New Laws Impacting Human Resources - Effective 1/1/2018
There are new laws impacting Human Resources that become effective January 1, 2018. Below is a brief explanation of several that may impact your organization.
Prohibition on Salary History Inquiries (AB 168)
Employers are prohibited from relying on “salary history information” as a factor in deciding whether to make an offer of employment or to determine what salary to offer the applicant. As a result, employers cannot ask applicants about their salary history. This applies to questions on applications as well as during the interview process. The employer is also required to provide pay scale information for a position if the applicant makes a “reasonable” request for it. If an applicant voluntarily discloses salary history information without being prompted, an employer is permitted to consider the information in its salary offer for the position. The salary history information cannot be used to determine whether or not to hire an applicant.
- Revise your application and related hiring documents to remove questions seeking salary history information.
- Revise your hiring policies and procedures to include a statement that your school does not request salary history information and will not use salary history information unless permitted by law.
- Have pay scales available for all of your positions, in the event an applicant makes a request for this information.
- Train those involved in the recruiting/hiring process to make sure that all parties understand these new employer restrictions and obligations.
Expanded Harassment Training for Gender Identity, Gender Expression, and Sexual Orientation (SB 396)
The California Fair Employment and Housing Act requires employers to provide anti-harassment training and education to all supervisory employees every 2 years, or within 6 months of assuming a supervisory position. This training is commonly referred to as AB 1825 Sexual Harassment Training. SB 396 expands AB 1825 training to include content about harassment based on 1) gender identity, 2) gender expression, and 3) sexual orientation. SB 396 also requires employers to have a new poster regarding transgender rights.
- Verify that your AB 1825 training provider’s content includes the 3 new harassment provisions. CharterSAFE members receive a free subscription to SafeSchools online training for all employees. SafeSchools’ AB 1825 training material will be updated to reflect the new provisions.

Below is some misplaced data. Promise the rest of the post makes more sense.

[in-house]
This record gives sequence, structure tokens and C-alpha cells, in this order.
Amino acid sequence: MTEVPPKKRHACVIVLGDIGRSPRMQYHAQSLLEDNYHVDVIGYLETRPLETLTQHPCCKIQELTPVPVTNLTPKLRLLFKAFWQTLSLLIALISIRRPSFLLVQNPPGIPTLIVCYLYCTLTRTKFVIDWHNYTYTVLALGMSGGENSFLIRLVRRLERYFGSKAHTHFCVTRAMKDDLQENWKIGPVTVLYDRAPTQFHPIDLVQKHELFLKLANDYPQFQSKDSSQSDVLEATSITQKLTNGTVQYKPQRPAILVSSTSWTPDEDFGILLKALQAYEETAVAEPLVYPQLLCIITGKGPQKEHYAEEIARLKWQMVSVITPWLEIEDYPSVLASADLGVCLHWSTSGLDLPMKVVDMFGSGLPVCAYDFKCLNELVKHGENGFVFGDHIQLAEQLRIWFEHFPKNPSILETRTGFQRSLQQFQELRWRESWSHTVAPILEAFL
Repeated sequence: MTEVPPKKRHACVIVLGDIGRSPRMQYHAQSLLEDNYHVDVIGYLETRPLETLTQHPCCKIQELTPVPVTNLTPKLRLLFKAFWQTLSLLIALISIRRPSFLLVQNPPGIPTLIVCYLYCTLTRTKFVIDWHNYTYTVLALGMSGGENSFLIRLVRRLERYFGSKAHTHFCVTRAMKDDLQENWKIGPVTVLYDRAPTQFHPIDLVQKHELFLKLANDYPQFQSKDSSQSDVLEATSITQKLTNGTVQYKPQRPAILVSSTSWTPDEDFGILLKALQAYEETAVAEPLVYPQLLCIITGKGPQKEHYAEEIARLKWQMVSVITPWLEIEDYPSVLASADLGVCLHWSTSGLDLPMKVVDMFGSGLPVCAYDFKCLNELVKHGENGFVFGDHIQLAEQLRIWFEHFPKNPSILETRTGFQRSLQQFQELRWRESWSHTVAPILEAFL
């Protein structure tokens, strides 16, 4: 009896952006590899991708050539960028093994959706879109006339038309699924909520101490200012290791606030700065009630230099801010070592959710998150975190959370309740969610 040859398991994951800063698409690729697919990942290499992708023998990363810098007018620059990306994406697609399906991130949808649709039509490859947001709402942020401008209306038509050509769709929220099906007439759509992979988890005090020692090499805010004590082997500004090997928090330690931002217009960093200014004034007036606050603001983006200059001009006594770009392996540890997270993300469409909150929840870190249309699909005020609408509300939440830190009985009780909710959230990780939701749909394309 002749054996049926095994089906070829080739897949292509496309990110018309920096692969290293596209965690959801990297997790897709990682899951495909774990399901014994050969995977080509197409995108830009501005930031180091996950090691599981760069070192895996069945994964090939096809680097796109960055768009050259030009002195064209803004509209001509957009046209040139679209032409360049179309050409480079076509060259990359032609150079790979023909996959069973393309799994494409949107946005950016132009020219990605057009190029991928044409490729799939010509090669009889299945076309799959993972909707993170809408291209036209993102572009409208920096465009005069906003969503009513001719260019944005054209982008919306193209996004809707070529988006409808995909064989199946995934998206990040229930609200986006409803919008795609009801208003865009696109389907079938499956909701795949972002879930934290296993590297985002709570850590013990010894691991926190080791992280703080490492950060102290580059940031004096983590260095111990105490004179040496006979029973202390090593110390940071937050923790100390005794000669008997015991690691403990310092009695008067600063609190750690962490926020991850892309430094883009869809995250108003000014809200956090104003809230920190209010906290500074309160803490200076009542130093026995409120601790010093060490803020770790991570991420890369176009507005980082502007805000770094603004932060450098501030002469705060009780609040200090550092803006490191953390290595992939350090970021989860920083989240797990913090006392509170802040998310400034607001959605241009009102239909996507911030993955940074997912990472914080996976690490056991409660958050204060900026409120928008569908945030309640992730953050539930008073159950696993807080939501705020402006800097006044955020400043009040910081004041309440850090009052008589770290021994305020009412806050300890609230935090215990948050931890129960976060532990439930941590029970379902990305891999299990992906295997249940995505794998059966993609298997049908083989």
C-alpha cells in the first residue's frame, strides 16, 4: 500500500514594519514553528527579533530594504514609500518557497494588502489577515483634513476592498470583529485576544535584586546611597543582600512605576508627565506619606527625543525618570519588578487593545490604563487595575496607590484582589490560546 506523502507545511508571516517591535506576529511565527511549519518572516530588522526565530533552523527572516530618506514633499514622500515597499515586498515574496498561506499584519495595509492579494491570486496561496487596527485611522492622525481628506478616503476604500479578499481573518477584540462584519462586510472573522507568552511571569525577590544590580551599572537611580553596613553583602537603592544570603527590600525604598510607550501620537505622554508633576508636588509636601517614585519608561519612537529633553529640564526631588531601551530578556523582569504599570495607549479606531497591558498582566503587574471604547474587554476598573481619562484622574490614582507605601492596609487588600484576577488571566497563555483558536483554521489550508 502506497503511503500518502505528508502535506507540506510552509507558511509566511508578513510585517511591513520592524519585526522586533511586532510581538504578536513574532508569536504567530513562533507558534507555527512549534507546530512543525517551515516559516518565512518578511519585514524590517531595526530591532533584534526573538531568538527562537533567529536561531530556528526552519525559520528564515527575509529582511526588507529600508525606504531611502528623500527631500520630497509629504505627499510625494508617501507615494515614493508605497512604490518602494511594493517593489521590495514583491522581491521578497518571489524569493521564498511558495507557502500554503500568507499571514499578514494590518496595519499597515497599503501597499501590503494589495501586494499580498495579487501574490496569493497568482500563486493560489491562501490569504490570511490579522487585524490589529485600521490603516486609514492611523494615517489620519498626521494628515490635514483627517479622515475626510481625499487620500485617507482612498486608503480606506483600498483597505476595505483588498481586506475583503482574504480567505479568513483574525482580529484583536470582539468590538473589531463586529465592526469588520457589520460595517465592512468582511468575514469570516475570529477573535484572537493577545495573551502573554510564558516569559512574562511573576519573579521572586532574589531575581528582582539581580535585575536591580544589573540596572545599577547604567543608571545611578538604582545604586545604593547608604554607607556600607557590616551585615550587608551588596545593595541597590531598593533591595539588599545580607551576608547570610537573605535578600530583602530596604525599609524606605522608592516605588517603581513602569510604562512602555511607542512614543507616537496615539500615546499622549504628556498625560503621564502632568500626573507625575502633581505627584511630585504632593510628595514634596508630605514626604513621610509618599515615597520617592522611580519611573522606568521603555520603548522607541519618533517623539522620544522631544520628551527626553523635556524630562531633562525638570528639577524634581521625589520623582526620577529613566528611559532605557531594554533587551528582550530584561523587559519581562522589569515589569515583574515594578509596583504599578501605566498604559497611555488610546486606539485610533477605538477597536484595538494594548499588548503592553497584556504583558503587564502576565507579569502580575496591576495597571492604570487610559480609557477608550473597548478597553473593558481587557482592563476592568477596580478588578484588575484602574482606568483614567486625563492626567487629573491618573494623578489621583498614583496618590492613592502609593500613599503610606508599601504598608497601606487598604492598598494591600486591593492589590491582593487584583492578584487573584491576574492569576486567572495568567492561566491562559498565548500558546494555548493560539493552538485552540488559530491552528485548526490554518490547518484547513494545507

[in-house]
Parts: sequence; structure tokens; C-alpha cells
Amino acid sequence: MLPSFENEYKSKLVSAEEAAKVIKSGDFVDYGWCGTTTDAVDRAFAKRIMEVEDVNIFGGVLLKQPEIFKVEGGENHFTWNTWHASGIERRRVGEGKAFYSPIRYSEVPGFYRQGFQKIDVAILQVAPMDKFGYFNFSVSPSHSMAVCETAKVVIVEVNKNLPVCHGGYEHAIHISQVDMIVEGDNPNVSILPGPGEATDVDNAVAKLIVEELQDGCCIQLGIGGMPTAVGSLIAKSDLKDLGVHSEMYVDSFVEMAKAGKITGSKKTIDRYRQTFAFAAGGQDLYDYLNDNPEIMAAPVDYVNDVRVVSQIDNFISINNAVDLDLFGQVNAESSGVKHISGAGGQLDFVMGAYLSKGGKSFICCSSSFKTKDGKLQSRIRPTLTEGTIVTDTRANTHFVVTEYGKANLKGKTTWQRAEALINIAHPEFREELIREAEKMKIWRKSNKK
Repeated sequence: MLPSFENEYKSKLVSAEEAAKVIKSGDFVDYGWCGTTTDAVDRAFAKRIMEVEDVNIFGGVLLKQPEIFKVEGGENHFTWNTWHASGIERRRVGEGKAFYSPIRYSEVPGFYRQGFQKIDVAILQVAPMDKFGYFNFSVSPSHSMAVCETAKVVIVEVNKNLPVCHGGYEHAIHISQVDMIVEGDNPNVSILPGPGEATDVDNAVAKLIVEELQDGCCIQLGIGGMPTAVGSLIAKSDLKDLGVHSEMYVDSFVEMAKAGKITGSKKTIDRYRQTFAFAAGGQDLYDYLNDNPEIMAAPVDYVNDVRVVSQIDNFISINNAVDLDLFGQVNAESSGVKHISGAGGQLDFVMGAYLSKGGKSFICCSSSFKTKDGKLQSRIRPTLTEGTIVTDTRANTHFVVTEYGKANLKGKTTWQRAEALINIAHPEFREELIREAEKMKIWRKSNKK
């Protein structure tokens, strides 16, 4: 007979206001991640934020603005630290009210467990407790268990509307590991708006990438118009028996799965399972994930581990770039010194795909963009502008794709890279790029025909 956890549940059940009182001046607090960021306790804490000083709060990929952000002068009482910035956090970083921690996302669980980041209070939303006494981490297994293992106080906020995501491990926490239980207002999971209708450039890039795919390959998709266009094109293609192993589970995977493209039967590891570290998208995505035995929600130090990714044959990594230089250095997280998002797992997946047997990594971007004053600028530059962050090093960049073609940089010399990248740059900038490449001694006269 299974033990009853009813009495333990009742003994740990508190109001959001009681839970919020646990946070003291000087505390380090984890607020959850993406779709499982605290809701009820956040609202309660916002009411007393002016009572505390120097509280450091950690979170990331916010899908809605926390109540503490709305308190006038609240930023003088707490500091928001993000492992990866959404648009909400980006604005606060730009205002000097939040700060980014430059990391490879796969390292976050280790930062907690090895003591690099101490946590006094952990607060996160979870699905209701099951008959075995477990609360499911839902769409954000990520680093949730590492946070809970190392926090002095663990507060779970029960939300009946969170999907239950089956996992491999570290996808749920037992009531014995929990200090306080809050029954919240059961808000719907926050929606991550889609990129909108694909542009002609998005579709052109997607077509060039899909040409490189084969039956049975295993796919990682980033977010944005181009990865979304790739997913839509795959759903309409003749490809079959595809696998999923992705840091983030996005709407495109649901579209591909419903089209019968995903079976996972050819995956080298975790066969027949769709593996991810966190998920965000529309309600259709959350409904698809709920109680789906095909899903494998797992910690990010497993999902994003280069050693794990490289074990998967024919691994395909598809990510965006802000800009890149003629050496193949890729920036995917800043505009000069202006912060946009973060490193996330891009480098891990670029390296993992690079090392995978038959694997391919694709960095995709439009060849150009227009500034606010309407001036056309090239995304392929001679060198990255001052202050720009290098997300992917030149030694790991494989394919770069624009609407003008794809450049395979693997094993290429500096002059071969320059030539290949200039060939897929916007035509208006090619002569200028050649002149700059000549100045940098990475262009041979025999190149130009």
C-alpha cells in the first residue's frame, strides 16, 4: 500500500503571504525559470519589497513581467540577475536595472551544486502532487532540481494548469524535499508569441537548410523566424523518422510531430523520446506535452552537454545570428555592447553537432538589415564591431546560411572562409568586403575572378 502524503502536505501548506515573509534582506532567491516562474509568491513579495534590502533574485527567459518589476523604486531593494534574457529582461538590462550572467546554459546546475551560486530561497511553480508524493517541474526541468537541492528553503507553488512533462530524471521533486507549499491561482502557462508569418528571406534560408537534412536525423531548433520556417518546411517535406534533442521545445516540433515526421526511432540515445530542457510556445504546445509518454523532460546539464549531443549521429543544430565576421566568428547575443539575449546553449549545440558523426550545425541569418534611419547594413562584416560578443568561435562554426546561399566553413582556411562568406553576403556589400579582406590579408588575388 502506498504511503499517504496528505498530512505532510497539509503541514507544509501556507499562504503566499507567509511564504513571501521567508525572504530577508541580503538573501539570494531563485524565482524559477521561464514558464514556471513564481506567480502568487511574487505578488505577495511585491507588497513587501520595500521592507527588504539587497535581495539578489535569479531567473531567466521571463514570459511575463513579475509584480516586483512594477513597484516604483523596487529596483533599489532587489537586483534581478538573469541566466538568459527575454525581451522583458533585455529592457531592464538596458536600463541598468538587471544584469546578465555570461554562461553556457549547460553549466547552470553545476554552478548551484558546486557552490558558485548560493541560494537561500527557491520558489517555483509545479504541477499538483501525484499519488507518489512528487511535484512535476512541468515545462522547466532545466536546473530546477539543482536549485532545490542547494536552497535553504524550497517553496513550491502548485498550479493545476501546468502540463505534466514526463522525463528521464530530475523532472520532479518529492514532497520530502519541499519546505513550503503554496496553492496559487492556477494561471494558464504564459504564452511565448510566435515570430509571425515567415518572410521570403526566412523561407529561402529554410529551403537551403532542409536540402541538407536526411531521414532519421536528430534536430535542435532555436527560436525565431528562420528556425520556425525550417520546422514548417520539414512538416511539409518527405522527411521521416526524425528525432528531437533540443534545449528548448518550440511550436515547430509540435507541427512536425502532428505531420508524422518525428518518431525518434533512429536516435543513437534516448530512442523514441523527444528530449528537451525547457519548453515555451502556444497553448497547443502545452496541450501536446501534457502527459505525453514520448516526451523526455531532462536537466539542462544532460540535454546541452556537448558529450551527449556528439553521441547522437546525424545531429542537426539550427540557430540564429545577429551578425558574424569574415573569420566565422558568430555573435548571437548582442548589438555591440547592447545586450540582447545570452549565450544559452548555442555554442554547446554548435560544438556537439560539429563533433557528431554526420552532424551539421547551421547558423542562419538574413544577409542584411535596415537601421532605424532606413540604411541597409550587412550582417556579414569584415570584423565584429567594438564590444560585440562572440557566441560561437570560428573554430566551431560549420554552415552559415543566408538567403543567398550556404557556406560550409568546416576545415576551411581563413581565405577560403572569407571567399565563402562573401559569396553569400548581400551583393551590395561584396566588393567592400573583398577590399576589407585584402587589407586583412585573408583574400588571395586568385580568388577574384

- Verify that your 2018 employment posters contain the new language. CharterSAFE members receive free annual employment posters generated by the California Chamber of Commerce.
2018 New California Minimum Wage
On January 1, 2018 the new California minimum wage is increased to $11.00 per hour for employers with 26 or more employees. To be classified as exempt, salaried employees need to satisfy certain criteria including a “salary” test (earn a monthly salary equivalent to at least two times minimum wage). The new minimum salary threshold for exempt employees will be $45,760 annually (or $3,813.33 per month). For employers with 25 or fewer employees, the minimum wage effective January 1, 2018 is $10.50 per hour and the corresponding exempt salary test threshold will be $43,680 annually (or $3,640 per month).
It is important to note that certain cities and counties have adopted a minimum wage for employees working within their jurisdiction. This may result in different federal, state, or local minimum wage rates for an employee, and a local jurisdiction may have a higher minimum wage than the state level. An employer is required to pay the highest hourly rate applicable to an employee at a particular time. For informational purposes, the UC Berkeley Labor Center keeps a detailed national list of local minimum wage ordinances. Here is the link for reference purposes: UC Berkeley Labor Center Inventory of US City and County Minimum Wage Ordinances
- Verify that your 2018 employment posters contain the new minimum wage. CharterSAFE members receive free annual employment posters generated by the California Chamber of Commerce.
- Review the annual salary for exempt employees to verify that these employees meet the “salary” test. If the employee doesn’t meet the salary test, you may need to change their classification to non-exempt (hourly).
- Check to see if your school is in a local jurisdiction that requires a minimum wage different than the state minimum wage, and if applicable, review your employee pay rates accordingly for adjustments.
Your labor attorney or human resource consultant will be able to assist you if you have questions about these changes.